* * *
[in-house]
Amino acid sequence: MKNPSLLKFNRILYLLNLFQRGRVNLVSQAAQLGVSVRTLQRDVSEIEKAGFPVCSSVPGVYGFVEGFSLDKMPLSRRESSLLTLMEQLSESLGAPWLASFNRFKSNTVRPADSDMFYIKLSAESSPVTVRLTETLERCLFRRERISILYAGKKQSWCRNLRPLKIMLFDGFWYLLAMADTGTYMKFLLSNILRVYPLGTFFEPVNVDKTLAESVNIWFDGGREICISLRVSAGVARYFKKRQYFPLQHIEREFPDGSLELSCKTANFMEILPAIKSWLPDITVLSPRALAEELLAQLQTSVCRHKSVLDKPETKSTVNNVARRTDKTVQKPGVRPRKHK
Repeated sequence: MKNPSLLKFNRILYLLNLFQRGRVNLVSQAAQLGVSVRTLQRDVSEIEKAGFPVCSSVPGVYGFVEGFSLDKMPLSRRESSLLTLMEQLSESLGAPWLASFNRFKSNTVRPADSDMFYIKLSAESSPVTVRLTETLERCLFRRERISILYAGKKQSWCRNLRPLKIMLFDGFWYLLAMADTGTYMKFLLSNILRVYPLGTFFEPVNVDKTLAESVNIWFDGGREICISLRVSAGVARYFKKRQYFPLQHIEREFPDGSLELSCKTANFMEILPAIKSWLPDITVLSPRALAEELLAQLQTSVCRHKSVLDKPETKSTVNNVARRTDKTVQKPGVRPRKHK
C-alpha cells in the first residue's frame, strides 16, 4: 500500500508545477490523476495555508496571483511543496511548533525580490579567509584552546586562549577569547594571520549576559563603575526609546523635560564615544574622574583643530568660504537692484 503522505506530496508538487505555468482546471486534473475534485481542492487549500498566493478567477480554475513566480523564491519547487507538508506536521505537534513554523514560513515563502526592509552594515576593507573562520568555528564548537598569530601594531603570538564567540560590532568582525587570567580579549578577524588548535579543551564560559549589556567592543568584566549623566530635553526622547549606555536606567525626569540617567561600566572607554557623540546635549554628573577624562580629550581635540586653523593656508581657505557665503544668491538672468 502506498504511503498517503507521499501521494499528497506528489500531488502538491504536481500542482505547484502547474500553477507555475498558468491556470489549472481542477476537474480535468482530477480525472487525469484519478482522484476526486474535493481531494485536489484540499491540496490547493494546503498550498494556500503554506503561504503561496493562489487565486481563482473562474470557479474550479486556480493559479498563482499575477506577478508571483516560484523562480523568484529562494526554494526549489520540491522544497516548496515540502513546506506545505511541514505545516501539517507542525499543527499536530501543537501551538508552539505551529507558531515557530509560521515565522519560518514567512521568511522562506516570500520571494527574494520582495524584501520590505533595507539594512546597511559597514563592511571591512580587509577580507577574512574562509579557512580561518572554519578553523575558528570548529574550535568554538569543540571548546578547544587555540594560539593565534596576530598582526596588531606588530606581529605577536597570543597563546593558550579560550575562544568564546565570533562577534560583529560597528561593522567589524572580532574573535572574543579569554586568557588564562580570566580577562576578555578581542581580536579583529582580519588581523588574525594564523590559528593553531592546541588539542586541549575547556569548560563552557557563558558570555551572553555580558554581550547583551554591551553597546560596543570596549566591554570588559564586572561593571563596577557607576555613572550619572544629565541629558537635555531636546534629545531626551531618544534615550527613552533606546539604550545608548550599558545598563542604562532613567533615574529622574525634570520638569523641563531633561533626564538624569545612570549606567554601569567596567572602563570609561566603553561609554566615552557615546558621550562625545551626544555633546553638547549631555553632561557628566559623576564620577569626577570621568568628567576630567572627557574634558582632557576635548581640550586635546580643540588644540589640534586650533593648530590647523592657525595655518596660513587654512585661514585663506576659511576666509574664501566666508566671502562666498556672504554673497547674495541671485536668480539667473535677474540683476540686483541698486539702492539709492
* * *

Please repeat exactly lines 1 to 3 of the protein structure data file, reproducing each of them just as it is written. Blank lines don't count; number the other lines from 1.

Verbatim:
[in-house]
Amino acid sequence: MKNPSLLKFNRILYLLNLFQRGRVNLVSQAAQLGVSVRTLQRDVSEIEKAGFPVCSSVPGVYGFVEGFSLDKMPLSRRESSLLTLMEQLSESLGAPWLASFNRFKSNTVRPADSDMFYIKLSAESSPVTVRLTETLERCLFRRERISILYAGKKQSWCRNLRPLKIMLFDGFWYLLAMADTGTYMKFLLSNILRVYPLGTFFEPVNVDKTLAESVNIWFDGGREICISLRVSAGVARYFKKRQYFPLQHIEREFPDGSLELSCKTANFMEILPAIKSWLPDITVLSPRALAEELLAQLQTSVCRHKSVLDKPETKSTVNNVARRTDKTVQKPGVRPRKHK
Repeated sequence: MKNPSLLKFNRILYLLNLFQRGRVNLVSQAAQLGVSVRTLQRDVSEIEKAGFPVCSSVPGVYGFVEGFSLDKMPLSRRESSLLTLMEQLSESLGAPWLASFNRFKSNTVRPADSDMFYIKLSAESSPVTVRLTETLERCLFRRERISILYAGKKQSWCRNLRPLKIMLFDGFWYLLAMADTGTYMKFLLSNILRVYPLGTFFEPVNVDKTLAESVNIWFDGGREICISLRVSAGVARYFKKRQYFPLQHIEREFPDGSLELSCKTANFMEILPAIKSWLPDITVLSPRALAEELLAQLQTSVCRHKSVLDKPETKSTVNNVARRTDKTVQKPGVRPRKHK